Have you ever returned from a trip and said to yourself, “That could have gone better”? John and Betsy Salunek did earlier this year, when they got back from a tour of Israel with Gate 1 Travel.

A lot of things went wrong, including an unavoidable weather delay which added to the cost of their tour. But what really set the Saluneks off was the way Gate 1 merged their tour group with another one, which lowered the quality of their experience.

All of which raises the question: What does a tour operator owe you during a delay, even one for which it isn’t responsible?

Can the Saluneks’ trip be saved?

Here are the details from Betsy Salunek:

My husband and I are both clergy. Last winter we took a small group of eight people to Israel through Gate 1 Travel.

On the day of departure we had a big snowstorm. We called Gate 1 and emailed for two days prior to see if the trip was cancelled due to the pending storm. No response.

Finally, on the day of the storm, after being on hold for two hours, we were told by Delta to get to the airport as a group as that was the only way we could be helped. We all managed to arrive at the airport in Philadelphia as scheduled.

The best Delta could do was to get us scheduled the next day for the connecting flight at JFK the same day. We managed to find a wedding limo to drive us to JFK to connect with our flight to Tel Aviv, which cost $400 plus tip. Gate 1 told me via phone, if they had to call everyone affected by the storm they wouldn’t get anything done so there was no call and clearly, I bothered them.

OK, so a few things went wrong here. Gate 1 didn’t notify the Saluneks. It brushed them off when they asked for a reason. Then it basically abandoned them to find their own way to Tel Aviv. That’s no way to start a Holy Land tour.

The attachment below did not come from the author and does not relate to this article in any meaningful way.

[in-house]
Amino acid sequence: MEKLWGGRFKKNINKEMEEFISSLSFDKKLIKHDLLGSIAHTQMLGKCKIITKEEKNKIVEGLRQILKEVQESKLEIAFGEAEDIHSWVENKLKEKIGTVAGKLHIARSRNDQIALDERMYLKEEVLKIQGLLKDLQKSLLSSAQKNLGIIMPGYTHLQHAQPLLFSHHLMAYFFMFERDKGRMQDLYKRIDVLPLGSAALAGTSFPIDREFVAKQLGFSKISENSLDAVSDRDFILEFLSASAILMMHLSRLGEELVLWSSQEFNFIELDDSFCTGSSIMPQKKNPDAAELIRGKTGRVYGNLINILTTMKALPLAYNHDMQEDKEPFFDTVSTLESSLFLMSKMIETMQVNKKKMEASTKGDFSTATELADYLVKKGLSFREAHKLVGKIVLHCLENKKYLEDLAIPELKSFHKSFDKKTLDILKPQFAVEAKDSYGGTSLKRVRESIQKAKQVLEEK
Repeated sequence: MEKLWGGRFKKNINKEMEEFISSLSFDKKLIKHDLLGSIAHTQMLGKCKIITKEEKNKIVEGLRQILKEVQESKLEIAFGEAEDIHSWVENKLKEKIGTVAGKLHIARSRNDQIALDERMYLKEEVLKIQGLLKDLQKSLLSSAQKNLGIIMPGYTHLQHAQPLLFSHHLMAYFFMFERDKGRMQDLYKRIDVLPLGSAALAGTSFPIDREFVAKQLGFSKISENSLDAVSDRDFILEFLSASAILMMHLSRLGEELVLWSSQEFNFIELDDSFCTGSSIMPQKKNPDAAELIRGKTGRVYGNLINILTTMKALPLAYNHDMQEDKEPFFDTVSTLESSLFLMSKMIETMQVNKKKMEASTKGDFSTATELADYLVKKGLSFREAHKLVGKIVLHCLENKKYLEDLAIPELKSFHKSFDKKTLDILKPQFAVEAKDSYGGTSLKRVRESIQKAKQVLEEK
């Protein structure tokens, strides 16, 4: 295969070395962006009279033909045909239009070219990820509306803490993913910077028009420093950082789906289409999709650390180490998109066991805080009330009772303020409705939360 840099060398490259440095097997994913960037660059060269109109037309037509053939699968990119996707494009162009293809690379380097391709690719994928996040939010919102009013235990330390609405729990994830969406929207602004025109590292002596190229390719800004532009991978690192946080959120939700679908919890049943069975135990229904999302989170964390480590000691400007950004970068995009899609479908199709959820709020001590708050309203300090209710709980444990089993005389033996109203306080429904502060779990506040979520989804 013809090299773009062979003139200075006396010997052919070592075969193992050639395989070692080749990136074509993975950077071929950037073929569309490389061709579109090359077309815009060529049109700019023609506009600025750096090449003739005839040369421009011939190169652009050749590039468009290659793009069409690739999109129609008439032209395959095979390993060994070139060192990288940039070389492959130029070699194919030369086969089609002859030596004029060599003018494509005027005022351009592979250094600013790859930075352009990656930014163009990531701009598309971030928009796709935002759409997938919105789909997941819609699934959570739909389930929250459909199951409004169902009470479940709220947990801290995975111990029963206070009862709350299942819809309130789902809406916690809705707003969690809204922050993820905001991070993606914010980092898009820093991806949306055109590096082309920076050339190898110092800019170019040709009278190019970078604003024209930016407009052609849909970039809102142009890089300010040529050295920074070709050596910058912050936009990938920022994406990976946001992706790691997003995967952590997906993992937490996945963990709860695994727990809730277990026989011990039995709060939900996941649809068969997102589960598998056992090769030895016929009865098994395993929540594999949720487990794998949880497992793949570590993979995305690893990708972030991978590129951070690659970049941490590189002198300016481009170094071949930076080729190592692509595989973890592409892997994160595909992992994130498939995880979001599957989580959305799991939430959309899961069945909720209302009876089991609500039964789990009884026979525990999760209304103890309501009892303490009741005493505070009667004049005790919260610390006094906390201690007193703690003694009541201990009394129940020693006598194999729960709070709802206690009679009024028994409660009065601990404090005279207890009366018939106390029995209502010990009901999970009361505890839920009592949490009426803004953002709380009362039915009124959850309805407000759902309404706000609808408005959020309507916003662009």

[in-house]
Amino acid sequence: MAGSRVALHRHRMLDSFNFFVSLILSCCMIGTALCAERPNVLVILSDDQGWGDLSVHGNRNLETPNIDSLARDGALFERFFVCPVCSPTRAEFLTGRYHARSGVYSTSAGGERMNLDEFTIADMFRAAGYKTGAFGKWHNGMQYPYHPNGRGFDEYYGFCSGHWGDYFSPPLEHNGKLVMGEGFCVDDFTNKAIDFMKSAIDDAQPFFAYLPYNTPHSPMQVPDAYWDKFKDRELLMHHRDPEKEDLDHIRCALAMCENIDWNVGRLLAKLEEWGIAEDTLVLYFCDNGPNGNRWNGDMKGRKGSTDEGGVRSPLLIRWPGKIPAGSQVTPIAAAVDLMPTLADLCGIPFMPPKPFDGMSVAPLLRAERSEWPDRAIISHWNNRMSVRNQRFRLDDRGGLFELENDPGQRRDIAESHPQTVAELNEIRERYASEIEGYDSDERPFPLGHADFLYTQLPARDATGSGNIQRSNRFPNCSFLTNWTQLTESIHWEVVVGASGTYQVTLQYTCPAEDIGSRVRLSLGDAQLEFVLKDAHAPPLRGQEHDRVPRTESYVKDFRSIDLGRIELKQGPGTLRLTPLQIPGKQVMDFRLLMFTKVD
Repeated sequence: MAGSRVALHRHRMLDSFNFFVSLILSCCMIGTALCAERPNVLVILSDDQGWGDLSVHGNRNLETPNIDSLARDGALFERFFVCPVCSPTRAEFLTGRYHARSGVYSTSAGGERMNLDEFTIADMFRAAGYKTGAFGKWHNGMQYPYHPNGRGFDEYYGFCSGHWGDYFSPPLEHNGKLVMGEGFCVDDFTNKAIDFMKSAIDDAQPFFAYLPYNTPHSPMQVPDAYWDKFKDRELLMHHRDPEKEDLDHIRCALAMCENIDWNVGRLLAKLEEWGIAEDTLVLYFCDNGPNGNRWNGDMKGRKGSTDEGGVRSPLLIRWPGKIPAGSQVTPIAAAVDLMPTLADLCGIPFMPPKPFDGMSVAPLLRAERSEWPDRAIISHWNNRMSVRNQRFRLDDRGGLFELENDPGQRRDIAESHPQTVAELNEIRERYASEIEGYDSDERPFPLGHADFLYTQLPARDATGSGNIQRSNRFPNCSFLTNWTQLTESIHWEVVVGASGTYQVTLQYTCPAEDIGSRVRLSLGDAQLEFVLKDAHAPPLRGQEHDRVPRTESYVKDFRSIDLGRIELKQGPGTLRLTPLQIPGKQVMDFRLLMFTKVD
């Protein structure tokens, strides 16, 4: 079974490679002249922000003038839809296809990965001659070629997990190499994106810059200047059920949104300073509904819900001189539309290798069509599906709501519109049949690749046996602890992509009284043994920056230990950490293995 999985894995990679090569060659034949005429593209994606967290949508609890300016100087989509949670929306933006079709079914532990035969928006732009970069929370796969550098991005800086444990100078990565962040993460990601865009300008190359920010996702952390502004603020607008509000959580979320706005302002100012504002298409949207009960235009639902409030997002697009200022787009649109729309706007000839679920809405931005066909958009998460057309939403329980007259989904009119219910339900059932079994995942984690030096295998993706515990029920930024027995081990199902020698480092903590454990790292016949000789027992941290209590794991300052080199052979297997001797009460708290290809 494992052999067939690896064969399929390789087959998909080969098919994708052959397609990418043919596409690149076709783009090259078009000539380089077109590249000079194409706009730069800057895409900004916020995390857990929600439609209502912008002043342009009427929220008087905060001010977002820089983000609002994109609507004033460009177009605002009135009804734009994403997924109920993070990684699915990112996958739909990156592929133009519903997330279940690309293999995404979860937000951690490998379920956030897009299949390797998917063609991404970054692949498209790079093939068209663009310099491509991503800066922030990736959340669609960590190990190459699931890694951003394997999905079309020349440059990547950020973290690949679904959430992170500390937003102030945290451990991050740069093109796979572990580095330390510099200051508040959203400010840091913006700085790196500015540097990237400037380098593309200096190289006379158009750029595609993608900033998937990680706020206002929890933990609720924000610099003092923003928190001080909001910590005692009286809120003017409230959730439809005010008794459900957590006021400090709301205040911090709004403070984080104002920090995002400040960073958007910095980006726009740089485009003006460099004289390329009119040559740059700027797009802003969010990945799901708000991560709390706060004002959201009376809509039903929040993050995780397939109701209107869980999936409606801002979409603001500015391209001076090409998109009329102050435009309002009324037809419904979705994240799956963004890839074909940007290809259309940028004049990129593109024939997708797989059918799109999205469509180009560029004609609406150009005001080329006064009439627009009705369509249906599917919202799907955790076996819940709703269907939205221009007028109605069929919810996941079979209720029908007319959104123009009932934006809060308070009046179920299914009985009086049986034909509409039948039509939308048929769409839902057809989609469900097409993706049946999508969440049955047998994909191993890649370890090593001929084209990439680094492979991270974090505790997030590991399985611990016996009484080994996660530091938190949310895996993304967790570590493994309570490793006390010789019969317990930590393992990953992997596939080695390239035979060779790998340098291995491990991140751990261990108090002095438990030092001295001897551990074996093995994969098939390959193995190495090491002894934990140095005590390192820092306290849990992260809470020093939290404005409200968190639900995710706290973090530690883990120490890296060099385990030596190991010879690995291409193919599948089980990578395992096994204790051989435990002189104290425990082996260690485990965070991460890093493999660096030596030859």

On with the story.

Imagine our surprise when our group of eight people had four additional strangers added on to our group, two of whom were Jewish and unhappy that we wanted to see additional sites (non-religious in nature and at no extra cost). It seems for them, the issue was control. They wanted to be consulted about every additional site. My husband and I have taken 11 groups to Israel via Unitours and know many interesting things to see historically.

Our guide was excellent but Gate 1 gave no instructions. For example, the food plan we bought didn’t tell us what meals were included or what city. From France to the US, our airline seats were taken and reassigned. Our group was spread out all over the plane. I, for example, was in the last row, my husband in the middle of the plane.

I feel we were charged for a flight we couldn’t use and the additional people…our price was based on 8 people, not 12. Not to mention not even being consulted! I believe they owe my people the difference in price between 8 and 12 people.

Let’s take these one at a time. Gate 1 could have done better with the meal plan notification and certainly could have ensured the group sat together on the flight back home. But a look at its terms suggests there are only minimum group sizes. It is not immediately clear if they would have paid less for a group of 12.

The couple’s travel insurance covered the $400 limousine bill, but not the $80 tip. As for the extra members of the group, I wouldn’t be terribly surprised to find Jewish people on a tour of Israel. And I think it’s all a matter of perspective. If the Saluneks arrived late, then they were probably joining another tour. It is possible the four others felt inconvenienced, too.

Gate 1 offered the couple a $50 credit as an apology. They want more.

I’m undecided about this case, because I think most of what happened to these travelers was outside the tour operator’s control. Certainly, Gate 1 could have done a better job with notifying them of the itinerary changes, and they shouldn’t have been left to fend for themselves in New York during a snowstorm. But do they deserve a refund?

Here are the poll results. I ran this survey from about 8 a.m. to 4 p.m. on Labor Day.

(Photo i zahorsky/Flickr Creative Commons)